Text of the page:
By Andrew Haas
Stephen King has had an interesting history of having his books adapted to other media. We’ve had hits like The Shawshank Redemption (1994) and The Shining (1980), but we’ve also had misses like Maximum Overdrive (1986) and Dreamcatcher (2003). It seems some stories tend to have better translations than others. Even this year, we witnessed The Dark Tower panned by critics and now we find ourselves facing our fears with It. Of course many people remember the 1990 miniseries that doesn’t exactly hold up, outside of Tim Curry’s fun performance as the killer clown. So with the idea of a new cinematic adaptation, it was hard to tell how well this would turn out. Keep in mind, this is one of King’s longest stories. Luckily, not only does this improve upon the miniseries, but this is one of the best King horror adaptations in years.
The story takes place in the small town of Derry, Maine, where a group of kids deal with being repeatedly ridiculed by the people around them. Soon they all have frightening encounters with a strange shape-shifting being that often takes the form of Pennywise the Dancing Clown, played by Bill Skarsgård. Knowing that it kills kids while feeding off their worst fears, the young losers must band together in order to stop this evil entity.
From what I can tell, this only covers the childhood portion of the book, updated to take place in the late 1980s instead of the late 1950s. This makes sense, as it allows the possible sequel to cover the rest of the book in modern times. The best part of the film for me is the camaraderie with the kids. The child actors are fantastic and they work off each other very well. Each one manages to stand out, even if some of them don’t get as much development as others. I’m glad this film has an R-rating, because it allows the kids to act like real life dirty-minded kids. At first I was afraid the 80s setting would make it too similar to Stranger Things, especially with one of kids being played by Finn Wolfhard, who also starred in that Netflix series. Thankfully, both he and the film manage to be their own thing. When they end up facing the evil stuff, I was rooting for them the whole way through.
Speaking of which, Bill Skarsgård definitely makes for a fun and creepy Pennywise the clown. He puts a lot of emphasis on the unnatural aspect of the character, from the way he talks to how he moves his body. I give major props to the people at Amalgamated Dynamics, Inc. for the execution of the makeup. It truly captures all the uncanniness that is often associated with coulrophobia while also hinting at something much worse underneath. Some of his creepiest scenes are when he’s on screen the most and shows there’s more to fear about this thing than its spooky clown look. The film gives a lot of attention to its shapeshifting powers of making people experience their worst fears, though it isn’t really clear what the extent of its powers is.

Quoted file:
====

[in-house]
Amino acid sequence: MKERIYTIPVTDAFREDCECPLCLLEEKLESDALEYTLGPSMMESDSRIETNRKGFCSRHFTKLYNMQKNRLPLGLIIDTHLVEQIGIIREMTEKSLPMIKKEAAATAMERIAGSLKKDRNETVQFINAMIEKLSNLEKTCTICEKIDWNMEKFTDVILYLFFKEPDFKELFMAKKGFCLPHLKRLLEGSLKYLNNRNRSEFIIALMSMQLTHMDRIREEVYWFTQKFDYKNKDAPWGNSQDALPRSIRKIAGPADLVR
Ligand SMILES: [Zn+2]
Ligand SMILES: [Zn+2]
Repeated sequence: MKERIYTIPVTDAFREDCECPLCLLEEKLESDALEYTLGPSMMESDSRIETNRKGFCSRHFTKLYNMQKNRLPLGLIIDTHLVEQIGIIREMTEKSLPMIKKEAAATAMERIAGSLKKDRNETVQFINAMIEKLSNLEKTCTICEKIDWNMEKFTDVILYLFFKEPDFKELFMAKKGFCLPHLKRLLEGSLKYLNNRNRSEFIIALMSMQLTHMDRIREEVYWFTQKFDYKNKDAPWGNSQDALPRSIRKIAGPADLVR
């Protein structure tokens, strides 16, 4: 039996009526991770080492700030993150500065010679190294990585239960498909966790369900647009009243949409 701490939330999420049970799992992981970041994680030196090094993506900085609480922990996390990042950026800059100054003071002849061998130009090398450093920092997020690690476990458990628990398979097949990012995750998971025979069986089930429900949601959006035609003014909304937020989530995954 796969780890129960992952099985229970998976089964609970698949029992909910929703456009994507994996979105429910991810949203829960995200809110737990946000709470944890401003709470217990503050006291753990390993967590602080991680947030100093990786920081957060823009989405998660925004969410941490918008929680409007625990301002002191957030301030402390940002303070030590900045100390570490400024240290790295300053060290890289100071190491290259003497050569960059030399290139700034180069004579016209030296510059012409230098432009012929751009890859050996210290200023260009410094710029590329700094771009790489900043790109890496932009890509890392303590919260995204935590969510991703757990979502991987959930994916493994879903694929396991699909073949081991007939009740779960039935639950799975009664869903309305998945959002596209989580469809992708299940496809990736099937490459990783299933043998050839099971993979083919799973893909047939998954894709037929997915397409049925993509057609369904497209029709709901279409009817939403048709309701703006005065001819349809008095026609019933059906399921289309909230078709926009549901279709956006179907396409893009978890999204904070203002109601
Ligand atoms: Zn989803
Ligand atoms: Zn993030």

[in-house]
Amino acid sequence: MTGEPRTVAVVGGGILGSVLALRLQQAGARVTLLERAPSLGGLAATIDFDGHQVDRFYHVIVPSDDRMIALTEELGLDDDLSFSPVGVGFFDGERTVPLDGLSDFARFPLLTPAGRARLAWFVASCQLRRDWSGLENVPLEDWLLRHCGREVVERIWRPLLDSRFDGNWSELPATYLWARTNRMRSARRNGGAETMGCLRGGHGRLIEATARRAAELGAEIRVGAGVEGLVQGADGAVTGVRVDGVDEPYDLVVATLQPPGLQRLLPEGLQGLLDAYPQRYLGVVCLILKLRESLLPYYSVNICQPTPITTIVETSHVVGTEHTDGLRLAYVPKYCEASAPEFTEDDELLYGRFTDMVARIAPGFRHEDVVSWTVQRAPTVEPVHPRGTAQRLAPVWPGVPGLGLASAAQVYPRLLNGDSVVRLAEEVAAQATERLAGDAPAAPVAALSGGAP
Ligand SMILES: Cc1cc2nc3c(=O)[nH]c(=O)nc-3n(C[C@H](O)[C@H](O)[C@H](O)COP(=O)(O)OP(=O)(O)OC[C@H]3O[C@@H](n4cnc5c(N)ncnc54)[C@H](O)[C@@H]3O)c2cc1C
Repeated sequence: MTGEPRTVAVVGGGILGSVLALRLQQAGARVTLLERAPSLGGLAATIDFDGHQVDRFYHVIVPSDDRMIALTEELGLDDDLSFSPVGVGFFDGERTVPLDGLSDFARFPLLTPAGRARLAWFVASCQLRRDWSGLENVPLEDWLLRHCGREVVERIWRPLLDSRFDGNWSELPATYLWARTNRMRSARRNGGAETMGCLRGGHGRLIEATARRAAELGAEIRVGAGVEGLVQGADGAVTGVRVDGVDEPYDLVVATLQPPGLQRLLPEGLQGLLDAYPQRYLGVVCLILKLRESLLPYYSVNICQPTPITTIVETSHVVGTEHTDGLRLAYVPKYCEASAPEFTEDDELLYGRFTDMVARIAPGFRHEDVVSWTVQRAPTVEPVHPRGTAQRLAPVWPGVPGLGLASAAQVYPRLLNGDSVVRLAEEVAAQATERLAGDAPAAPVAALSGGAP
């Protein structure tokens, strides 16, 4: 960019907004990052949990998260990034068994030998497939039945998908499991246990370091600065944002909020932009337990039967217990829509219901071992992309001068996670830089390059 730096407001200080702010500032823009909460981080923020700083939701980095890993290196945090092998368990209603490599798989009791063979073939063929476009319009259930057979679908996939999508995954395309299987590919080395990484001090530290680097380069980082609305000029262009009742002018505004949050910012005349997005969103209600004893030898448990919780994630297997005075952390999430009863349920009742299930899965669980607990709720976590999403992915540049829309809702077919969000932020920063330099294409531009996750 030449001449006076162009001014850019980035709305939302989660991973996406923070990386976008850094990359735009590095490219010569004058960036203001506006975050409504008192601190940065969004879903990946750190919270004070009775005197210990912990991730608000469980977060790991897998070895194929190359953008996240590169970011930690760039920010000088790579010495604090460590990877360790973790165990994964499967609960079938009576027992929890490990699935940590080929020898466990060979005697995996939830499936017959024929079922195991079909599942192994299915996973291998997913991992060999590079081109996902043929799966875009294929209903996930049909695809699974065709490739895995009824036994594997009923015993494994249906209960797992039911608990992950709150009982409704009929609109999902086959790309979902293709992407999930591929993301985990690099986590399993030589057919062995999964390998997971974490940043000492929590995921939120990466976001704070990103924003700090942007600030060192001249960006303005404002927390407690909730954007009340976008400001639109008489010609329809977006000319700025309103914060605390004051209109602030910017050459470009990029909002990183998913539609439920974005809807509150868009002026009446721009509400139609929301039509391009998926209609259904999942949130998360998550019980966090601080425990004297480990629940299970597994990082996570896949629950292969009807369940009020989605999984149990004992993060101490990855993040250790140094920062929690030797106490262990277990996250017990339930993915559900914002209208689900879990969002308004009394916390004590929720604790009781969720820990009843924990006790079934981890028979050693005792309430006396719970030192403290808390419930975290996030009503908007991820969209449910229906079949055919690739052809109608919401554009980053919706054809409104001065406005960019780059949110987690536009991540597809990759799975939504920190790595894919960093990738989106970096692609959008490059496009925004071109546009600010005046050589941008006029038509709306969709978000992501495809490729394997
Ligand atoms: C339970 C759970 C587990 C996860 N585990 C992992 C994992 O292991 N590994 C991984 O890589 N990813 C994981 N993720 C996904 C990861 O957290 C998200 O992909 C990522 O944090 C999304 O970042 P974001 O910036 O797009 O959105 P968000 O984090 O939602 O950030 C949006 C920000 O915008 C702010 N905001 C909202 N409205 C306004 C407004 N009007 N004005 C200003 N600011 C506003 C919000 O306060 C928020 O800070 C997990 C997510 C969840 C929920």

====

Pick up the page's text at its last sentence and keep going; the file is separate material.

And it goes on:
Funnily enough, most of the film has more of a Goonies vibe than supernatural horror. There’s a sense of a hidden terror, buy there are a lot more scenes of the kids dealing with their lives than there are with Pennywise. I was surprised by the amount of humor in this film, again going back to the kids acting immaturely. But when it does get scary, it often works. The theme of dealing with your fears is pretty strong, especially in scenes involving Beverly’s home life, which I honestly found more unsettling than the clown. Director Andrés Muschietti does a fantastic job bringing out the feel of a small town that’s hiding something with eerie cinematography and a haunting score by Benjamin Wallfisch. There are jump scares, but they’re better executed than most horror films in terms of timing, music, and framing. While part of me is curious as to what originally-slated director Cary Fukunaga’s vision for the film would’ve looked like, I’m still satisfied with what Muschietti has done.
In terms of flaws, the tones don’t always mesh well and there isn’t much cohesion to the narrative. As good as some of the scares get, there are also instances where they come off as kind of cheesy and I’m not sure if they were intentional or just badly executed. There were also quite a few times where I felt the kids should’ve been smart enough not to fall for these tricks. This story also contains many of Stephen King’s most overused tropes, and one’s enjoyment of the film may depend on how you feel about them. For example, the Loser’s Club seems to be comprised of the only likable characters in a town full of jerks, especially the teen bullies who border on being serial killers. However, this is not to say that they’re badly done, as the actors play them well and there are hints that only the main bully is truly dangerous and a product of a bad environment. But there’s no denying they’re all products of an extreme King cliche.
Aside from those problems, It is still one of the best adaptations of a King horror story. The film knows when to be fun and frightening while also having a lot of heart behind it. Sure, there are tonal issues and cliches, but they aren’t enough to take away from the film’s overall enjoyment factor. Even if you don’t find the movie scary, the kids are strong enough to make it work. No matter your fear, this is a well crafted flick that I highly recommend checking out.